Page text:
Book Review: Queer, There, and Everywhere: 23 People Who Changed the World by Sarah Prager and Zoe More O’Ferrall
This first-ever LGBTQ history book of its kind for young adults will appeal to fans of fun, empowering pop-culture books like Rad American Women A-Z and Notorious RBG.
World history has been made by countless lesbian, gay, bisexual, transgender, and queer individuals—and you’ve never heard of many of them. Queer author and activist Sarah Prager delves deep into the lives of 23 people who fought, created, and loved on their own terms. From high-profile figures like Abraham Lincoln and Eleanor Roosevelt to the trailblazing gender-ambiguous Queen of Sweden and a bisexual blues singer who didn’t make it into your history books, these astonishing true stories uncover a rich queer heritage that encompasses every culture, in every era.
By turns hilarious and inspiring, the beautifully illustrated Queer, There, and Everywhere is for anyone who wants the real story of the queer rights movement.
There is a LOT of information packed into this book! The introduction explains how often assumptions are made about historical figures’ sexuality and gender identities, erasing their real identities and erasing the important contributions made by LGBTQIA+ people. The introduction also discusses the choice to use the word “queer” to encompass all of these people and provides a quick overview of the language related to queerness and terms/labels used.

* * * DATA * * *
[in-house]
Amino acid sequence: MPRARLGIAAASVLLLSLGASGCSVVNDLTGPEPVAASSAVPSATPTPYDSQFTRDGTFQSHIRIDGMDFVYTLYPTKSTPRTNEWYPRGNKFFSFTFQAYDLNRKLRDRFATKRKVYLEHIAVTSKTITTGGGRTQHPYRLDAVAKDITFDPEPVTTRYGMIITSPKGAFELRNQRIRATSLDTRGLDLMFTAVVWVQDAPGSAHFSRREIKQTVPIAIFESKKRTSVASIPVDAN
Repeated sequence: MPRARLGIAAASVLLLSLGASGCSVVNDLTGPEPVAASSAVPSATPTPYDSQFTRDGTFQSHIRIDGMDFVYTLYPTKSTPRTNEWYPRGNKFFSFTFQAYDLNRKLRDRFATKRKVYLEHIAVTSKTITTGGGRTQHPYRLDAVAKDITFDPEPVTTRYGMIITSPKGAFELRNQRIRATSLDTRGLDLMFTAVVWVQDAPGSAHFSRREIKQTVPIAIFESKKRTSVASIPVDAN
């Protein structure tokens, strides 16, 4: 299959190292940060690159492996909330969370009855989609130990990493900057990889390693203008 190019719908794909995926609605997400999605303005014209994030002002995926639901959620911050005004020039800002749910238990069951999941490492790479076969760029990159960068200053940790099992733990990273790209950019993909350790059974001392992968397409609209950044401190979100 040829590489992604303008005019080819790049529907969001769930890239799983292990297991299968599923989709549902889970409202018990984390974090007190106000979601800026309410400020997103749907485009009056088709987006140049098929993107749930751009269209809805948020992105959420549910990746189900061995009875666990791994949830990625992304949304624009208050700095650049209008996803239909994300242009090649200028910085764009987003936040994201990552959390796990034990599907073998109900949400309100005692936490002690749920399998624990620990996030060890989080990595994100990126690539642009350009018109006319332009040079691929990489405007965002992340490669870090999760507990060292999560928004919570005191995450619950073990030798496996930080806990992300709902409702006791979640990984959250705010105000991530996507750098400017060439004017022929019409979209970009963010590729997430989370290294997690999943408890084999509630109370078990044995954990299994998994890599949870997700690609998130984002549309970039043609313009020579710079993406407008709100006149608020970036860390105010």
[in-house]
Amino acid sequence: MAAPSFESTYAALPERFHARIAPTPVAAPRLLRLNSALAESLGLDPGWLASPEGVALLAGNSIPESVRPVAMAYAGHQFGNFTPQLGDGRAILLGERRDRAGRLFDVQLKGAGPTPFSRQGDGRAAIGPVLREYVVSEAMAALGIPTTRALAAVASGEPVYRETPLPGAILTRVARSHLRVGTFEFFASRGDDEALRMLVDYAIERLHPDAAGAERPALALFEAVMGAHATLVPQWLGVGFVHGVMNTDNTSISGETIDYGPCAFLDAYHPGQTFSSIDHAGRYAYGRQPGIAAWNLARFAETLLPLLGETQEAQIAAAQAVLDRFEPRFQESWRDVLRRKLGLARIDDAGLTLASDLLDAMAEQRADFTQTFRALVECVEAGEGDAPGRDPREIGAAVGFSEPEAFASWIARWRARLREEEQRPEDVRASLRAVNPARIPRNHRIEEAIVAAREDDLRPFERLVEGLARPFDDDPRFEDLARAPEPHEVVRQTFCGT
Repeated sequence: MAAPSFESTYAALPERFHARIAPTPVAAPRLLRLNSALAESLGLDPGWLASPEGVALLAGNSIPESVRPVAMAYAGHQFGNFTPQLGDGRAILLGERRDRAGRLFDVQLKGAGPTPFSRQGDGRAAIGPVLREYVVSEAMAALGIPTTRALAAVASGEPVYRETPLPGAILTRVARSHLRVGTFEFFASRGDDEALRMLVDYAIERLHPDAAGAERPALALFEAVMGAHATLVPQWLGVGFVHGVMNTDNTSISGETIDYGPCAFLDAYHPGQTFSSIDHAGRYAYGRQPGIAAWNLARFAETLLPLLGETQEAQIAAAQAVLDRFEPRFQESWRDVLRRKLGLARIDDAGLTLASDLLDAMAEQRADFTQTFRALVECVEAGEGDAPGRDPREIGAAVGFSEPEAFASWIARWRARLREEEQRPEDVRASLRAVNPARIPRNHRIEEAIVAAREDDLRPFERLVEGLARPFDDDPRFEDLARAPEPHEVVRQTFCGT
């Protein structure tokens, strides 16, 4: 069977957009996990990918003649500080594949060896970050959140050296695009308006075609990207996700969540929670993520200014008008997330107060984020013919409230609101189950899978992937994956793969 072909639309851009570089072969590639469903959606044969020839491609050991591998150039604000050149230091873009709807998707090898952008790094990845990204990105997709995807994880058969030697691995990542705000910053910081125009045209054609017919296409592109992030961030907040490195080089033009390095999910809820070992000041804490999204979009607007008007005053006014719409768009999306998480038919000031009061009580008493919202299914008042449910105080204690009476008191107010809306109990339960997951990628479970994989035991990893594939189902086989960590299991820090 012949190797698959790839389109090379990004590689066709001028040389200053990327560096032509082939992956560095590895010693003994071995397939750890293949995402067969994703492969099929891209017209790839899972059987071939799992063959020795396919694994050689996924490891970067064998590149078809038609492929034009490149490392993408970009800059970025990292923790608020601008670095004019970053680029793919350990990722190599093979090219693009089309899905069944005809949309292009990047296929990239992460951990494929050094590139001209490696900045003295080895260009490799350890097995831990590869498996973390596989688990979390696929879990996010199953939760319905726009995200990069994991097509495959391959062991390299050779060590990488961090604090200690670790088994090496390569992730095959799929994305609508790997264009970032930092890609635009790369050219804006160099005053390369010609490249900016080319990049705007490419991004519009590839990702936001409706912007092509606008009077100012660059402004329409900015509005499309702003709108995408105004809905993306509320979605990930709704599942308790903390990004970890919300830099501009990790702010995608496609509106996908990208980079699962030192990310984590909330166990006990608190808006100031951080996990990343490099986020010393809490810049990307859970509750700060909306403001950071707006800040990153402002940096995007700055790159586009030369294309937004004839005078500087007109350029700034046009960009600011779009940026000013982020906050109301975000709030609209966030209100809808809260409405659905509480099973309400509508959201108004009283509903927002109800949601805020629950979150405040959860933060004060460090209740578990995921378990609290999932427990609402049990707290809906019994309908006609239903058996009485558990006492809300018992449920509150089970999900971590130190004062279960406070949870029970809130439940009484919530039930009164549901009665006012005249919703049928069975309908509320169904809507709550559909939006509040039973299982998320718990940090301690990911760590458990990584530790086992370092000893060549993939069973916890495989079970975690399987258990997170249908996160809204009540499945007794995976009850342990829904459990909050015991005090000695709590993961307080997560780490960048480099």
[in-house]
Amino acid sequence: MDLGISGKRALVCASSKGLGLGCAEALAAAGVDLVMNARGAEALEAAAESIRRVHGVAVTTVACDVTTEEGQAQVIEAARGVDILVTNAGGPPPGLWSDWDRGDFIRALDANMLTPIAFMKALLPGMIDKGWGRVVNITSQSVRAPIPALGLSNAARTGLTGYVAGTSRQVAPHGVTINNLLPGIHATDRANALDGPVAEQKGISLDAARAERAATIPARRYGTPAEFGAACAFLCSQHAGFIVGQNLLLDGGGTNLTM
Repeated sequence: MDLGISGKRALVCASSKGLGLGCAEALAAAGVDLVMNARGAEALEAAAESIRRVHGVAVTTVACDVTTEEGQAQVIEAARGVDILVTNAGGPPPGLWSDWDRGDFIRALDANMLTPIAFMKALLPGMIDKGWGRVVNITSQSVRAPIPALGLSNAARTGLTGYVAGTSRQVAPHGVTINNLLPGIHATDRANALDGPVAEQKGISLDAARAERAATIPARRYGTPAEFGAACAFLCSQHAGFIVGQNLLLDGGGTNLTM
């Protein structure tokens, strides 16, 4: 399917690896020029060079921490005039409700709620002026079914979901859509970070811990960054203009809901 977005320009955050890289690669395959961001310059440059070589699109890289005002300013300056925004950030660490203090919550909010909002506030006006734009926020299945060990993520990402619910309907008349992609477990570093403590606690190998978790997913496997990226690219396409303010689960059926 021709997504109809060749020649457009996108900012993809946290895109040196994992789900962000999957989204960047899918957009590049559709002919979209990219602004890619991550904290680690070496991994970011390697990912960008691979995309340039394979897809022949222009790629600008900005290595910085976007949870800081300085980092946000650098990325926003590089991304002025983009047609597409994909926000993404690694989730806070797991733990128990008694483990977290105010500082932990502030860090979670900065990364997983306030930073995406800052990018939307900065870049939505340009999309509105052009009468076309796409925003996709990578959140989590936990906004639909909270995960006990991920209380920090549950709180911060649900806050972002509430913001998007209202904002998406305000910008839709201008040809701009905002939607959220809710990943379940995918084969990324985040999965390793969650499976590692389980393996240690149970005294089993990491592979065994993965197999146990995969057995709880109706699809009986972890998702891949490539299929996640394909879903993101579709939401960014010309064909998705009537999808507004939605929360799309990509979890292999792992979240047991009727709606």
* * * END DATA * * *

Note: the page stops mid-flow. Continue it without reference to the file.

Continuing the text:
We get a quick tour through worldwide queerness throughout history (Europe, Africa, Asia, Latina America, Oceania, North America) and the effects of colonization and religion as well as looking at how LGBTQIA+ people were accepted, persecuted, and criminalized throughout history. There is also plenty of emphasis on the activism and achievements of queer folks throughout history.
Each chapter focuses on one individual from history and begins with a short tl;dr (too long; didn’t read) summary to grab your interest. The chapters give in-depth information about the subjects’ lives. Readers will learn about people they may already be familiar with, such as Joan of Arc, Ma Rainey, Frida Kahlo, Alan Turing, Harvey Milk, and George Takei. Other historical figures include Roman Emperor Elagabalus (born a boy, lived as a woman, married 5 women and 2 men while a teenage emperor); Kristina of Sweden (a “gender-bending” queen who romanced men and women); Juana Ines De La Cruz (a Mexican nun who fell for her benefactor’s wife); Abraham Lincoln (and his “intimate friend” Joshua); Lili Elbe (one of the first people to undergo gender confirmation surgery); Josef Kohout (a gay Holocaust survivor); and Glenn Burke (a gay baseball player). A glossary is appended as is an extensive bibliography and notes. Written in a very conversational tone, this book is an important addition to library collections. Get this one up on your displays—there are plenty of teens who will be so glad to see a spotlight being shone on the important contributions of LGBTQIA+ people throughout history.
Review copy courtesy of the publisher and Edelweiss
Publisher: HarperCollins Publishers
Publication date: 05/23/2017
Filed under: Book Reviews
About Amanda MacGregor
Amanda MacGregor works in an elementary library, loves dogs, and can be found on Twitter @CiteSomething.
SLJ Blog Network